Bottle or Can? Which do you prefer?
BE beerorcan

In the beer world, one of the hottest discussions at the moment is about its containers.

Is beer in cans better? Do you prefer bottles?

Some say there is often a slight metallic taste coming from cans. They also say that glass is neutral and doesn’t impact beer taste.

But since 1935, beer manufactures have been lining their cans with a thin plastic to avoid the contact between the drink and the metal.

Cans supporters say that it is airtight and blocks all light out, allowing a better environment for the liquid. But there is no problem in the market related to beers in bottles, especially in brow bottles that can block almost all the light as well.

At the end the drinking experience makes the difference.

Taste is actually a combination of flavor, smell and texture.

The metallic taste sensation comes from the smell of the beer can. If you pour the liquid into a glass you will avoid this problem. When you drink straight from the can (or the bottle) the beer is not exposed to the air and the sensorial experience is not complete: you are not able to analyze color, don’t fully appreciate smell and even the taste is affected because of the lack of head.

Most of what we think we taste is actually what we smell.

The Huffington Post conducted a blind taste test, in which 25 people tasted 4 different beer brands (Budweiser, Sapporo, Sierra Nevada and Heineken) in both options: cans and bottles. Beer was poured in cups, so no one could identify them.

Results were quite amazing: tasters preferred canned beer! Only by a small fraction, but 75% preferred canned beer. Another interesting result: only 54% correctly identified the canned beer. That shows is harder to tell the difference than tasters might have thought.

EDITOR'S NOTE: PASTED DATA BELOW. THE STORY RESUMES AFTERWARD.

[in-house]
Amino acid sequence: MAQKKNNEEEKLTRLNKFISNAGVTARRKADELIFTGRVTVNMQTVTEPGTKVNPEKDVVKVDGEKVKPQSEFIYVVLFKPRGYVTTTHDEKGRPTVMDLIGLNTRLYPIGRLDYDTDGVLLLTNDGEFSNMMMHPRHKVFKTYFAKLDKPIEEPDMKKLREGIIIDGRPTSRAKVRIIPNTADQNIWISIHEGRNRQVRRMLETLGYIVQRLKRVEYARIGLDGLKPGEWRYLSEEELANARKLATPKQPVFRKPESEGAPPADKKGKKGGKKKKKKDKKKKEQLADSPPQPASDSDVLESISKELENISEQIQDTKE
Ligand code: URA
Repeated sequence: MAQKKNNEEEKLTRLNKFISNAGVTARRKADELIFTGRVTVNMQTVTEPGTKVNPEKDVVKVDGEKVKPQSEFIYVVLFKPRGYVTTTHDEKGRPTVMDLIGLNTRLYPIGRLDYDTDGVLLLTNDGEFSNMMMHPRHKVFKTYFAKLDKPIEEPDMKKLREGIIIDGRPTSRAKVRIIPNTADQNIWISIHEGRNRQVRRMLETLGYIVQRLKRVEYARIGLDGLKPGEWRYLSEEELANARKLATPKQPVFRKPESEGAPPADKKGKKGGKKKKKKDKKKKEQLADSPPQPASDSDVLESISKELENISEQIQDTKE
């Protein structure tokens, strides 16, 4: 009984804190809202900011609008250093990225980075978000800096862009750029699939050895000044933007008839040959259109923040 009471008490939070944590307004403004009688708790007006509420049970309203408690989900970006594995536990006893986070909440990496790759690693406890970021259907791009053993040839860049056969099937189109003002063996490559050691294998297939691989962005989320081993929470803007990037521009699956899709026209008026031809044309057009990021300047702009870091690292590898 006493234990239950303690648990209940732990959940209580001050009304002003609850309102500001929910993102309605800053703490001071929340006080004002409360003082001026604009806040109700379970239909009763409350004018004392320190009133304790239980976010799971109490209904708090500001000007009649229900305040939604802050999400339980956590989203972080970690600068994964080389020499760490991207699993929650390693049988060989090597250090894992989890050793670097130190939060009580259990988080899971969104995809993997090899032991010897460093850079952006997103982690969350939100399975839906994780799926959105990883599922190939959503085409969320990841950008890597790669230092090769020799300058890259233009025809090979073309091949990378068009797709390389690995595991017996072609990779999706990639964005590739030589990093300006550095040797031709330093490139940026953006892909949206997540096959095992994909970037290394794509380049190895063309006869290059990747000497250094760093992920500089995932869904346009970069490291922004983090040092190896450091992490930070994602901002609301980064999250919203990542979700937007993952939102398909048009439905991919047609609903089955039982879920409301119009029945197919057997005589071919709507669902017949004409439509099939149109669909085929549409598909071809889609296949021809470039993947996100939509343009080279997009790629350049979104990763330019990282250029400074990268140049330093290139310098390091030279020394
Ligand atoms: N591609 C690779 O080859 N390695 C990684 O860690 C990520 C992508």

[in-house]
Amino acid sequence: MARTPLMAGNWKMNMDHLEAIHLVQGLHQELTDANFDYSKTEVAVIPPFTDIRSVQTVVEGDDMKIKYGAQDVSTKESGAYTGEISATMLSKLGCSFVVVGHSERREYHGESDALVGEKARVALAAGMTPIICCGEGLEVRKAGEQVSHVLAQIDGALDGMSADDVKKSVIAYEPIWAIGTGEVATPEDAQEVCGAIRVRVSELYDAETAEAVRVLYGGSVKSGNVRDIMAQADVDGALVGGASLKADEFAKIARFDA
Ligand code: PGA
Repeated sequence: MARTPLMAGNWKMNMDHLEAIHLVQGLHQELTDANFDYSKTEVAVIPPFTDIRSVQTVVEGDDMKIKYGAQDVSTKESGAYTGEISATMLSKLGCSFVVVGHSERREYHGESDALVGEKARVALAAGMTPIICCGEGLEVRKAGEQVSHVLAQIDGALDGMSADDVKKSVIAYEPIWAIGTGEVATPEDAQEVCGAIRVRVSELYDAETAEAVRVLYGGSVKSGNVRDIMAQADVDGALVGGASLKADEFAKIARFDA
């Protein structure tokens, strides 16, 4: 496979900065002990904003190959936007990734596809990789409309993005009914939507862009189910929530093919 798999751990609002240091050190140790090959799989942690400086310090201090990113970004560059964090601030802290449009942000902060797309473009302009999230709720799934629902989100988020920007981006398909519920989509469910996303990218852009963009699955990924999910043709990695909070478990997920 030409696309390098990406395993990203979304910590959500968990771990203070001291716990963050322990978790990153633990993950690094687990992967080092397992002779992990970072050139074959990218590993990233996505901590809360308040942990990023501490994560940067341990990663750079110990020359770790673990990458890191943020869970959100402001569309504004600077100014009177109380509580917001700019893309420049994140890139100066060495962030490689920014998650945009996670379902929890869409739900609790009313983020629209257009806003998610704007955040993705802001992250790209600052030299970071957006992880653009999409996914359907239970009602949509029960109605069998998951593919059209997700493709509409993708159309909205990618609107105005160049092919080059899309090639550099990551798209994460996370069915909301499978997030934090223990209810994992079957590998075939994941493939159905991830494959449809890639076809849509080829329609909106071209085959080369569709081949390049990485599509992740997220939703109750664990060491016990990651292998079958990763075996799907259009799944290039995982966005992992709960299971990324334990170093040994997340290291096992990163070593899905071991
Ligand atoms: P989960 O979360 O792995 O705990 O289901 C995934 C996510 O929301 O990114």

The main reason why craft brewers prefer bottles is the economics.

Canning operations are more expensive to set up and the minimum can orders are very large, making almost impossible to a brewery starts its operations without bottles.

Since most of the good beers are brewed by small business, the bottles became a symbol of a good craft beer.

But the market is changing. Beer cans are lighter, more compact and stackable. Therefore, transportation costs are much lower.

Sierra Nevada recently launched two of their most famous beers in cans. Ska Brewing and Oskar Blues Brewery use cans, as well.

Samuel Adams spent over a million dollars to create a new can to improve drinking experience for craft beer lovers. The opening is larger and located slightly further towards the center of the can, away from the lips and towards the nose; naturally opening up the mouth allowing for more air flow and positions the drinker’s nose closer to the hop aromas.

There were more than 150 craft breweries in the US with canned products in 2013, and this number keeps growing.

I can’t say which is better, but I bet we will see a whole lot more canned craft beers around in the next few years!

What about you? Which one do you prefer?

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